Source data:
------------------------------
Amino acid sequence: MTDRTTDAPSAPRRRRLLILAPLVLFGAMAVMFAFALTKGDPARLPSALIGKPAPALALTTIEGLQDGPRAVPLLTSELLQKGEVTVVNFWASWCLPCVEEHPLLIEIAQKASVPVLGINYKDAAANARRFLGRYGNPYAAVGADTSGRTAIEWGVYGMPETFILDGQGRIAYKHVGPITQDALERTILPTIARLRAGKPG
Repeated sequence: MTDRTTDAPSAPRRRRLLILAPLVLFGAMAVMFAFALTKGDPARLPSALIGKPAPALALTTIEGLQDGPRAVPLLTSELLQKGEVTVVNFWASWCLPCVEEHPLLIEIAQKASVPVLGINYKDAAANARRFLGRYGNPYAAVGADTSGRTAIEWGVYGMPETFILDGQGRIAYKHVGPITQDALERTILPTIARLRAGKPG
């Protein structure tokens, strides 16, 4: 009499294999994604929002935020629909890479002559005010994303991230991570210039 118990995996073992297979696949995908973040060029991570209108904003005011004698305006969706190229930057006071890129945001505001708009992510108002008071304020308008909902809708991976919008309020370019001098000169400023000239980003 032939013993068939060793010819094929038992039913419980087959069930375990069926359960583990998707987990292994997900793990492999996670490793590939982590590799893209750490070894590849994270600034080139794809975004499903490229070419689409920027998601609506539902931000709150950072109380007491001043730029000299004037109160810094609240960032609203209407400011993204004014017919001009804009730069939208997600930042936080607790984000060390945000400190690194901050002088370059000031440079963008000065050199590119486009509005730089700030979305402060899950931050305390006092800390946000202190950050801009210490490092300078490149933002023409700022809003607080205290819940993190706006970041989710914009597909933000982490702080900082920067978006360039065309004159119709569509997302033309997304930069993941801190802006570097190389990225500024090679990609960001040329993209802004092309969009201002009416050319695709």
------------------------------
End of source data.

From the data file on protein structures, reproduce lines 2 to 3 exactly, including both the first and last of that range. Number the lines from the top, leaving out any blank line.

Repeated sequence: MTDRTTDAPSAPRRRRLLILAPLVLFGAMAVMFAFALTKGDPARLPSALIGKPAPALALTTIEGLQDGPRAVPLLTSELLQKGEVTVVNFWASWCLPCVEEHPLLIEIAQKASVPVLGINYKDAAANARRFLGRYGNPYAAVGADTSGRTAIEWGVYGMPETFILDGQGRIAYKHVGPITQDALERTILPTIARLRAGKPG
């Protein structure tokens, strides 16, 4: 009499294999994604929002935020629909890479002559005010994303991230991570210039 118990995996073992297979696949995908973040060029991570209108904003005011004698305006969706190229930057006071890129945001505001708009992510108002008071304020308008909902809708991976919008309020370019001098000169400023000239980003 032939013993068939060793010819094929038992039913419980087959069930375990069926359960583990998707987990292994997900793990492999996670490793590939982590590799893209750490070894590849994270600034080139794809975004499903490229070419689409920027998601609506539902931000709150950072109380007491001043730029000299004037109160810094609240960032609203209407400011993204004014017919001009804009730069939208997600930042936080607790984000060390945000400190690194901050002088370059000031440079963008000065050199590119486009509005730089700030979305402060899950931050305390006092800390946000202190950050801009210490490092300078490149933002023409700022809003607080205290819940993190706006970041989710914009597909933000982490702080900082920067978006360039065309004159119709569509997302033309997304930069993941801190802006570097190389990225500024090679990609960001040329993209802004092309969009201002009416050319695709």